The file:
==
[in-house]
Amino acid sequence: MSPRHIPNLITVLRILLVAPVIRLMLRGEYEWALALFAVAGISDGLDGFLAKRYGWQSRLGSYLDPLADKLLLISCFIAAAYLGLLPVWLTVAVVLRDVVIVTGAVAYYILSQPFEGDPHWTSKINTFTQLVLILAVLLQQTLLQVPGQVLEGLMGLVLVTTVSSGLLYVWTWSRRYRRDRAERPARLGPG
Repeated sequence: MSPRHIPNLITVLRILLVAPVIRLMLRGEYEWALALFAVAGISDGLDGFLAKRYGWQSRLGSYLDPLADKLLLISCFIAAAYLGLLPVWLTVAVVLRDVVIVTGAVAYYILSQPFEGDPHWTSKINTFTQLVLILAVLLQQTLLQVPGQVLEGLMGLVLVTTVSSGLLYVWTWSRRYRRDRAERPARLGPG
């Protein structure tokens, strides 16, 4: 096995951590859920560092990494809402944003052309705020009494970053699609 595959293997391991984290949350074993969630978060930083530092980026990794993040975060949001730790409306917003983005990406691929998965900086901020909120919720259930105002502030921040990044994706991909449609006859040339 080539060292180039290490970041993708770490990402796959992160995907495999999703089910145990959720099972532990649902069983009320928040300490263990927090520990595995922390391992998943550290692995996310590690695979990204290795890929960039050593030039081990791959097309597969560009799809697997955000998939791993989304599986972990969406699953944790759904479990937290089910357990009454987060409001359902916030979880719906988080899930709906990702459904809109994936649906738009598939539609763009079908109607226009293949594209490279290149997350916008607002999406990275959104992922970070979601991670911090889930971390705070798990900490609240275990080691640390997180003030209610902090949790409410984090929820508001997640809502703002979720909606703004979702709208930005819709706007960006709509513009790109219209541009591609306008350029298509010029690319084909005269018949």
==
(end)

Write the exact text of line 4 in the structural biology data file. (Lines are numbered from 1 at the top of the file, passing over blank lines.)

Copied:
């Protein structure tokens, strides 16, 4: 096995951590859920560092990494809402944003052309705020009494970053699609 595959293997391991984290949350074993969630978060930083530092980026990794993040975060949001730790409306917003983005990406691929998965900086901020909120919720259930105002502030921040990044994706991909449609006859040339 080539060292180039290490970041993708770490990402796959992160995907495999999703089910145990959720099972532990649902069983009320928040300490263990927090520990595995922390391992998943550290692995996310590690695979990204290795890929960039050593030039081990791959097309597969560009799809697997955000998939791993989304599986972990969406699953944790759904479990937290089910357990009454987060409001359902916030979880719906988080899930709906990702459904809109994936649906738009598939539609763009079908109607226009293949594209490279290149997350916008607002999406990275959104992922970070979601991670911090889930971390705070798990900490609240275990080691640390997180003030209610902090949790409410984090929820508001997640809502703002979720909606703004979702709208930005819709706007960006709509513009790109219209541009591609306008350029298509010029690319084909005269018949």